Does the judicial system give justice to assaulted EMS first responders?
Violence toward first responders is widespread and can face a felony charge in Pennsylvania, yet new research shows that victims often feel they do not receive legal justice. Now a study of victim cases and interviews with district attorneys in Philadelphia offers three solutions to help educate first responders and legal professionals to participate constructively in the legal system intended to prevent incidents from occurring and deliver justice. The findings, from researchers at the Dornsife School of Public Health at Drexel University, are published today in the American Journal of Industrial Medicine.
The Drexel team conducted in-person, in-depth interviews of five Philadelphia district attorneys on specific cases of first responders attacked on the job. The team sought to learn about job demands and pressure experienced by the DAs, how they prosecute these types of cases and their experiences with perpetrators of the assaults.
"This study uncovers a tension between society's desire to turn perpetrators of crimes into productive citizens and providing justice to victims," said senior author Jennifer Taylor, Ph.D., MPH, CPPS, an associate professor of Environmental and Occupational Health at Drexel's Dornsife School of Public Health. "This study listened to those who have prosecuted these cases to come up with practical, scalable solutions that respect all stakeholders and improve how the system serves injured first responders."
In interviews, DAs shared factors that can prevent an assault from ending in a felony charge, such as prosecutorial merit. For example, DAs reported that cases can "fall out" at the preliminary hearing due to lack of evidence or because a municipal court judge says the case is not "serious enough to go to the Court of Common Pleas for a felony trial," as one DA noted. Respondents also said it may be difficult to prove intent—that the offender had a mens rea, or guilty mind.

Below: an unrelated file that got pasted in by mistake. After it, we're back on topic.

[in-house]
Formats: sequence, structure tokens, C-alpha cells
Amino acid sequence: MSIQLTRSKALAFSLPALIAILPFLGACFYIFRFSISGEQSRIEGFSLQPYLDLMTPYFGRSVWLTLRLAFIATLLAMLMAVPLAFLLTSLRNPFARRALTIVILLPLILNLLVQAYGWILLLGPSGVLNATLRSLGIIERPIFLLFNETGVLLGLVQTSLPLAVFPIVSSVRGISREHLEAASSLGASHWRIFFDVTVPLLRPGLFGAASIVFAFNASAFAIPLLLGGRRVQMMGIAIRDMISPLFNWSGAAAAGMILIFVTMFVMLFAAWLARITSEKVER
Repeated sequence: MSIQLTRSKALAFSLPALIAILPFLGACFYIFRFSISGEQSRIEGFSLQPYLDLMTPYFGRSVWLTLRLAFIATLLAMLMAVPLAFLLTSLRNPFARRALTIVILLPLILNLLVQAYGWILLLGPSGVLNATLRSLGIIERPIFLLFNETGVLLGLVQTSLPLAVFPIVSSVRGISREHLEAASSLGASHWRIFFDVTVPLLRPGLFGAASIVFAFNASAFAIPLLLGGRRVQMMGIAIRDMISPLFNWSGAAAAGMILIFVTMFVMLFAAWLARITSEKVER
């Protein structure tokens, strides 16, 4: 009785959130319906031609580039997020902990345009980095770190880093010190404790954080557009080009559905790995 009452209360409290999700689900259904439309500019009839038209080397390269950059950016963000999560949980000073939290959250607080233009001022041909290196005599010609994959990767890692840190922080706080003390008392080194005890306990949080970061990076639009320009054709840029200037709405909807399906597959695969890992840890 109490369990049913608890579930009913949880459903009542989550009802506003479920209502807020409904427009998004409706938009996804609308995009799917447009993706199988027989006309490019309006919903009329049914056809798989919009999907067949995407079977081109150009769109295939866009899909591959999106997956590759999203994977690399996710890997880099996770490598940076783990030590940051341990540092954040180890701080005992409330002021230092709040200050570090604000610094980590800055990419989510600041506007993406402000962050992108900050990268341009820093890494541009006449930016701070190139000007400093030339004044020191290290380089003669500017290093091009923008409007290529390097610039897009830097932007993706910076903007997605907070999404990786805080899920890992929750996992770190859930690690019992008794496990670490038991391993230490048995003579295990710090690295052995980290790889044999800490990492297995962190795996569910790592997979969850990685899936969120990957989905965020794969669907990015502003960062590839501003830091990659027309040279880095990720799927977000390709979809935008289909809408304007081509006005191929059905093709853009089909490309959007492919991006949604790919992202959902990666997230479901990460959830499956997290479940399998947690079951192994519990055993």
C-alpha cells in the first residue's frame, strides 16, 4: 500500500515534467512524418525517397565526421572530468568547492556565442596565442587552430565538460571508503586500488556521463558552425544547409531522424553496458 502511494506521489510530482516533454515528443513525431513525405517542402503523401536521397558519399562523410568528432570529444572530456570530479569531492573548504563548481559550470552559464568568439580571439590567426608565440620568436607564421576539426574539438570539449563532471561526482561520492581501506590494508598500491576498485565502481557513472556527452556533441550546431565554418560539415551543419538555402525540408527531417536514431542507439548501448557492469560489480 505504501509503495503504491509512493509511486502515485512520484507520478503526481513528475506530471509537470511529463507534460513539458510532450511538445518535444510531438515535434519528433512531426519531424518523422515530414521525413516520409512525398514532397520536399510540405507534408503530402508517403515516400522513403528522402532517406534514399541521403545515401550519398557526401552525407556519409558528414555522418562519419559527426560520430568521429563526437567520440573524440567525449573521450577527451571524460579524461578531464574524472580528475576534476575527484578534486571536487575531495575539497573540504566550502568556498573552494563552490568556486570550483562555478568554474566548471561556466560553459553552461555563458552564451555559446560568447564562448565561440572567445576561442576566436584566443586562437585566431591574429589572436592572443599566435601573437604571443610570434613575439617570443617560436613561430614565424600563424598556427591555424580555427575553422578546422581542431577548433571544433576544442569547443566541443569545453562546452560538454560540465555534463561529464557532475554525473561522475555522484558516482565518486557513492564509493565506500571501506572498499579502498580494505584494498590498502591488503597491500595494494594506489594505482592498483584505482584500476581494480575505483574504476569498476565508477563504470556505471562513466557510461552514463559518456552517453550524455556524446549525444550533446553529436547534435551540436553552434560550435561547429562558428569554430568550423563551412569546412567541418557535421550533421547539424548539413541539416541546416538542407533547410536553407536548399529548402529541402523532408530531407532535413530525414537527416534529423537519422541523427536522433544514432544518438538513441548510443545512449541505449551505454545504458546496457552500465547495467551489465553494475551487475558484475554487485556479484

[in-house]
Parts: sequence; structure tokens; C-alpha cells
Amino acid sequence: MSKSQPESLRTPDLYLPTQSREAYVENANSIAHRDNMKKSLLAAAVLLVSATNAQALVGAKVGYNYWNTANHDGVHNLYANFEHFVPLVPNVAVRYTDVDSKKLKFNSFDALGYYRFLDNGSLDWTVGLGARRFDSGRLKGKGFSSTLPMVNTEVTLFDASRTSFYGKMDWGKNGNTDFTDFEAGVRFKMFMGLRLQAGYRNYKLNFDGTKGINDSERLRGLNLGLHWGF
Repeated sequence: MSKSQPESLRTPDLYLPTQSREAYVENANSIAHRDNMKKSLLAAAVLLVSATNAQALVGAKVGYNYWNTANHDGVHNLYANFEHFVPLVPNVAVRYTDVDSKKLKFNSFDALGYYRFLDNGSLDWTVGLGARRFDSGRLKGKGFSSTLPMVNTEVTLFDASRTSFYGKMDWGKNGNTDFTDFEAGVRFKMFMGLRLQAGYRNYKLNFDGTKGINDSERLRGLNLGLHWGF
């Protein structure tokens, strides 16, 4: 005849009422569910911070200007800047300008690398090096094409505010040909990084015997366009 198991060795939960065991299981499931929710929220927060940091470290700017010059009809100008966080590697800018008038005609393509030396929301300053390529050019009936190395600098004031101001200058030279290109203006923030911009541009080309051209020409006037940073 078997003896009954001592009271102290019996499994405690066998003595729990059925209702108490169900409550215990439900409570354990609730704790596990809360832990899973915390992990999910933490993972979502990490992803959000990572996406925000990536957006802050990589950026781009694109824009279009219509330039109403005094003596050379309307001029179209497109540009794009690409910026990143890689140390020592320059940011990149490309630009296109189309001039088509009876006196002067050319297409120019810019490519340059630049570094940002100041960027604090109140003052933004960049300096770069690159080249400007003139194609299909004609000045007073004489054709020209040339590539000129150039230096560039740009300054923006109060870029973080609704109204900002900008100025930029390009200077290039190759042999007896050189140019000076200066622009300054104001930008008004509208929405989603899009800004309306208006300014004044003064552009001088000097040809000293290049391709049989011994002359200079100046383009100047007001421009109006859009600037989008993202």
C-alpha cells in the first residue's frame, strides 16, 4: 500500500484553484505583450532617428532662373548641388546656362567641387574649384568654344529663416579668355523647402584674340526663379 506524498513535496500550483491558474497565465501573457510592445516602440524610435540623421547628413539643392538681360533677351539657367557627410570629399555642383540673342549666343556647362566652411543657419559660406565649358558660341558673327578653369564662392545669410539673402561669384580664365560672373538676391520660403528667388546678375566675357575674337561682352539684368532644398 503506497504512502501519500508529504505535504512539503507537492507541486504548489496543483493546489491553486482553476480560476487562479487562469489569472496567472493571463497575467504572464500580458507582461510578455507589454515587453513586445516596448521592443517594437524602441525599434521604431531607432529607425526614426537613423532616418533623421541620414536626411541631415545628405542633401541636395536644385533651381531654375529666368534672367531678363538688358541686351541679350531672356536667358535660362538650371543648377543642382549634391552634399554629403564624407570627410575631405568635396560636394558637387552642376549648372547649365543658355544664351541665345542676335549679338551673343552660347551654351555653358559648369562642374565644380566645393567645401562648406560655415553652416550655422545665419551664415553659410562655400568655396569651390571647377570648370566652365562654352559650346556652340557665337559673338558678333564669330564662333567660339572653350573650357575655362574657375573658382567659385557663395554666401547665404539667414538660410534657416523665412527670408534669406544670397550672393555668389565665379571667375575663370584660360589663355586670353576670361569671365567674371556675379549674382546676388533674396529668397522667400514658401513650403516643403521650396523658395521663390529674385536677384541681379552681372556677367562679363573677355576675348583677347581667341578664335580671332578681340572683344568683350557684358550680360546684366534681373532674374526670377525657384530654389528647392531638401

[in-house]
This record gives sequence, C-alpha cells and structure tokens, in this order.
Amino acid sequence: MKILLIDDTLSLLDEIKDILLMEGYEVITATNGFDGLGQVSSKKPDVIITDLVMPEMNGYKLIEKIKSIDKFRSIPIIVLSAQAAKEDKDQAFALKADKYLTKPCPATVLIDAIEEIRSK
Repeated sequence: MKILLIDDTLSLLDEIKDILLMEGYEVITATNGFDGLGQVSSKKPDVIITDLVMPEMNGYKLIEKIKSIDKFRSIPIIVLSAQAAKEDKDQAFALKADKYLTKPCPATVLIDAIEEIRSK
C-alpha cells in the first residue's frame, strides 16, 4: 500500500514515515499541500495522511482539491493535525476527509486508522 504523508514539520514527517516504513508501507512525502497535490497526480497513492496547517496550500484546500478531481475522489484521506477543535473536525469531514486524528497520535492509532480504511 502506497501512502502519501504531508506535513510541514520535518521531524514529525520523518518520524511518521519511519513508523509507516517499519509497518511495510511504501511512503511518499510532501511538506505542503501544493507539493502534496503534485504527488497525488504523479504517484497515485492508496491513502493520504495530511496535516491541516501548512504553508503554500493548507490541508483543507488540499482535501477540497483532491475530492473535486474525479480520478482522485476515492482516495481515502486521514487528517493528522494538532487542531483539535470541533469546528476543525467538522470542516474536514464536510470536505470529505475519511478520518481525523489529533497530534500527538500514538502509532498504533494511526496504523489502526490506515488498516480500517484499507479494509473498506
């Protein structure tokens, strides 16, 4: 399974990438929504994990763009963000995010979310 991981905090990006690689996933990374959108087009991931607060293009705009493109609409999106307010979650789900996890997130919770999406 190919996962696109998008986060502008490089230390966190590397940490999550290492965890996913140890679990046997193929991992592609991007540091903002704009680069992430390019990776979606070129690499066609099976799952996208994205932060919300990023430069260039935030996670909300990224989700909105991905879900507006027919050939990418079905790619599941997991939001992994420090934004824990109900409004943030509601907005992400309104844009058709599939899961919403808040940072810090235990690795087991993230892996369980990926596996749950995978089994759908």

Compounding the problem, victims may have very limited involvement with the court process, because of physical or emotional pain, not being able to afford taking leave from work, among other reasons.
DAs also discussed what factors they perceive could influence a judge's sentencing decision, including concern for the future well-being of the defendant, the view that violence is an acceptable "part of the job" of a first responder and the belief that the justice system is more focused on rehabilitating the offender than the victim.
Using this feedback, the researchers came up with three solutions:
- Educate DAs, judges, and defense attorneys that violence against first responders is not an expected "part of the job" by informing them about how the violence impacts an EMS worker.
- Train EMS responders whom have experienced violence on how to prepare for a court appearance, in collaboration with the DA's office, leadership from the fire department and labor union.
- Enact non-punitive leave policies to encourage injured EMS responders to attend court appearances.
"EMS providers are often among the first on the scene to respond to fires, crimes, and a range of other disasters, and can face spitting, biting, verbal abuse and sometimes even stabbings or shootings," said Taylor, who is also director and principal investigator of the Center for Firefighter Injury Research and Safety Trends (FIRST), established at Drexel to collect and analyze data for the United States Fire and Rescue Service. "This paper unveils simple steps to address the frustration and dissatisfaction of assaulted first responders."
Previous studies report that the majority—some suggesting up to 90 percent—of EMS first responders have been verbally or physically attacked at least once during their career. In addition to the effects of the attacks, such incidents result in lost productivity and stress that can impair the EMS worker's ability to perform their job. A 2016 study by the Drexel team illuminated concerns shared by victims about the legal system.